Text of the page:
Get set for an Indian summer

The Far Pavilions is an epic spanning 25 years of the British Raj
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The Independent Culture

One night seven years ago, Michael Ward went home to his wife and told her he needed to find the next big commercial idea for a new West End musical. He had no experience of working in theatre, no money to invest of his own and virtually no idea of how to go about it. Yet John Whitney, the former chairman of Andrew Lloyd Webber's company the Really Useful Group, had challenged him over dinner to come up with the next Cats. When The Far Pavilions opens later this week, Ward will finally know whether his efforts to meet that challenge have been a success.

One night seven years ago, Michael Ward went home to his wife and told her he needed to find the next big commercial idea for a new West End musical. He had no experience of working in theatre, no money to invest of his own and virtually no idea of how to go about it. Yet John Whitney, the former chairman of Andrew Lloyd Webber's company the Really Useful Group, had challenged him over dinner to come up with the next Cats. When The Far Pavilions opens later this week, Ward will finally know whether his efforts to meet that challenge have been a success.

The Far Pavilions is the 1978 blockbuster written by M M Kaye: an epic melodrama full of adventure, passion and politics, spanning 25 years of the British Raj, from the Sepoy Mutiny of 1857-8 to the second Afghan war. The story, written by an Englishwoman in love with India, is dominated by the torrid, dangerous relationship between Ashton Pelham-Martyn - born to English parents but brought up in India among Muslims - and Anjuli, an Indian princess.

The West End is a tricky place to launch a new business venture, let alone float an all-consuming passion, but Ward is banking on the story's central theme resonating with a similar intensity among its target audience: Britain's Anglo-Asian community who have settled in the UK, but who feel part of an entirely different culture.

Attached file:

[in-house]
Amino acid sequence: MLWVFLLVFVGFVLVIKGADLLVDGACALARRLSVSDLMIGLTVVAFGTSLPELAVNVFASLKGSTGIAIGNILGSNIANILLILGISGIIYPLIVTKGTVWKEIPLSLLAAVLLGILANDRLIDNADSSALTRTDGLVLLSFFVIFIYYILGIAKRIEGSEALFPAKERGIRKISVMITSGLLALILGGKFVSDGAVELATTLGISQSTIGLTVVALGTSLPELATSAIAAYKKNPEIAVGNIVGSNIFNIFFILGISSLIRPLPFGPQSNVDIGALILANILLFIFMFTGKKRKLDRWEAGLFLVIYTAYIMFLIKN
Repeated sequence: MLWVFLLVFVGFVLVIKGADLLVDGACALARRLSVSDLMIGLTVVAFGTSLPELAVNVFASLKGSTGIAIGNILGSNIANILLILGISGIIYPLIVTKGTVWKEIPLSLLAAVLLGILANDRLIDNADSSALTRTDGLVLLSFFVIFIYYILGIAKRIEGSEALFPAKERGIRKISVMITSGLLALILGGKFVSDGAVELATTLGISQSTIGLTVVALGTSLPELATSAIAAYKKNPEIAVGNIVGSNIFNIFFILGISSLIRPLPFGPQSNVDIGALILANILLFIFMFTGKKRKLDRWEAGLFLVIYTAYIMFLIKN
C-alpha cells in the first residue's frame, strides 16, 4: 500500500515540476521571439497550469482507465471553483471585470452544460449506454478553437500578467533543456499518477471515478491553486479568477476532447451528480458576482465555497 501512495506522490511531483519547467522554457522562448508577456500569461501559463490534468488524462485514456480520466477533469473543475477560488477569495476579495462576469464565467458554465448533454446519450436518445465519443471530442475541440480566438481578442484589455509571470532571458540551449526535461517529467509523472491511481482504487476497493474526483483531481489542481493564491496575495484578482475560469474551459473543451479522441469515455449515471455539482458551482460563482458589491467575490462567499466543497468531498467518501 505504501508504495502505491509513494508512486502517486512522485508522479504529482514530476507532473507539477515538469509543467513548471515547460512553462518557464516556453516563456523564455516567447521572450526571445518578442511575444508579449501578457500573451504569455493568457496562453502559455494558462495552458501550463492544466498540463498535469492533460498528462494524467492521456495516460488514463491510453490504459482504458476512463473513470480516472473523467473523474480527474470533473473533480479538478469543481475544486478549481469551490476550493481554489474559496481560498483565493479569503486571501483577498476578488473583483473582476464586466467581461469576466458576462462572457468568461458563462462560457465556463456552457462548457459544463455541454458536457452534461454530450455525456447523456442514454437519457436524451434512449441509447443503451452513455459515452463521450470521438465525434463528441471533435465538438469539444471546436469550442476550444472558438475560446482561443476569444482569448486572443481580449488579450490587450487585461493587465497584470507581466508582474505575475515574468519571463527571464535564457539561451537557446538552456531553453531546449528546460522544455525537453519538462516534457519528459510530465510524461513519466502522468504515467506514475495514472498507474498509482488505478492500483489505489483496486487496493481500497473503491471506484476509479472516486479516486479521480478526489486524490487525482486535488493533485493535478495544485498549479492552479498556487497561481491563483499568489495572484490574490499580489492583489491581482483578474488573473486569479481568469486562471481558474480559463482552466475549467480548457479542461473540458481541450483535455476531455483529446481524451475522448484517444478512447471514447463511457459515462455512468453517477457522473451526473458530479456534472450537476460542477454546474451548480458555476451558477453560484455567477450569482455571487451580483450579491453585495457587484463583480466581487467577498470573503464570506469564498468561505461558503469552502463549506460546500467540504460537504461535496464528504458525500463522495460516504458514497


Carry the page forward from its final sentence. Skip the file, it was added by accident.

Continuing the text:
The Far Pavilions could well be the West End's first truly Anglo-Asian musical - one that attempts to tell a story that sprung directly from the strong cultural and economic relationship between India and England in the 19th century, yet which also speaks directly to today's generation. "Every 25 years or so, a new generation rediscovers the stories spawned by the Indo-British historical era," says Ward. "The film Lagaan, set in the same period, proved really popular with the diaspora."

The Far Pavilions follows Lloyd Webber's Bollywood musical Bombay Dreams into the West End by a few years; Ward agrees that the timing should prove an advantage, rather than suggest that the show might have missed the boat. When the latter opened, it came on the cusp of a small but significant wave of Anglo-Asian cultural assimilations into the mainstream that included the TV comedy Goodness Gracious Me, and the film Monsoon Wedding. The flip-side was that anything remotely Bollywood springing up at around that time risked being accused of jumping on the bandwagon; of being seen as merely a sort of cultural fashion-accessory.

Theatre companies such as Tamasha may have been promoting Asian theatre in Britain for years, but they have always existed on the margins. Undoubtedly, the popularity of Bombay Dreams paved the way for The Far Pavilions to happen; the hope now is that the idea of an Asian musical can now stand alone in the mainstream on its own terms.

'The Far Pavilions', Shaftesbury Theatre, London WC2 (0870 890 1107), Thursday to 4 September

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